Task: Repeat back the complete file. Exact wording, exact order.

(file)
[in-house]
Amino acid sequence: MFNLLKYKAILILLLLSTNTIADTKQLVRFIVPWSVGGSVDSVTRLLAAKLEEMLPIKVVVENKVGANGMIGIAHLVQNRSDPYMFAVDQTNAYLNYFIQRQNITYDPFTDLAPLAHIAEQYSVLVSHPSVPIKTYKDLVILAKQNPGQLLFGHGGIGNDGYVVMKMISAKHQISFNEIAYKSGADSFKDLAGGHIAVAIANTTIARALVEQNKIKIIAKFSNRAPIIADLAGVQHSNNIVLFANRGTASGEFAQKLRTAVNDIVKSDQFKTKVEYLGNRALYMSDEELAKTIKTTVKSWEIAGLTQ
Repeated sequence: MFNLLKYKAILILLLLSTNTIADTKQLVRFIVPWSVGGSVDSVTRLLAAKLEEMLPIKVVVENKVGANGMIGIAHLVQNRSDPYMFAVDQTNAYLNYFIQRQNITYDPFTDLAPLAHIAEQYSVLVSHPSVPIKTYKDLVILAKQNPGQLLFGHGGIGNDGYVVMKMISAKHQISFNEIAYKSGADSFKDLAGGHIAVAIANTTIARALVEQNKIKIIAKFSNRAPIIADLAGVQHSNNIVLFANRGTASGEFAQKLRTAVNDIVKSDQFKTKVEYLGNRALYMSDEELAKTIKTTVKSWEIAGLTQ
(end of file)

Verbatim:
[in-house]
Amino acid sequence: MFNLLKYKAILILLLLSTNTIADTKQLVRFIVPWSVGGSVDSVTRLLAAKLEEMLPIKVVVENKVGANGMIGIAHLVQNRSDPYMFAVDQTNAYLNYFIQRQNITYDPFTDLAPLAHIAEQYSVLVSHPSVPIKTYKDLVILAKQNPGQLLFGHGGIGNDGYVVMKMISAKHQISFNEIAYKSGADSFKDLAGGHIAVAIANTTIARALVEQNKIKIIAKFSNRAPIIADLAGVQHSNNIVLFANRGTASGEFAQKLRTAVNDIVKSDQFKTKVEYLGNRALYMSDEELAKTIKTTVKSWEIAGLTQ
Repeated sequence: MFNLLKYKAILILLLLSTNTIADTKQLVRFIVPWSVGGSVDSVTRLLAAKLEEMLPIKVVVENKVGANGMIGIAHLVQNRSDPYMFAVDQTNAYLNYFIQRQNITYDPFTDLAPLAHIAEQYSVLVSHPSVPIKTYKDLVILAKQNPGQLLFGHGGIGNDGYVVMKMISAKHQISFNEIAYKSGADSFKDLAGGHIAVAIANTTIARALVEQNKIKIIAKFSNRAPIIADLAGVQHSNNIVLFANRGTASGEFAQKLRTAVNDIVKSDQFKTKVEYLGNRALYMSDEELAKTIKTTVKSWEIAGLTQ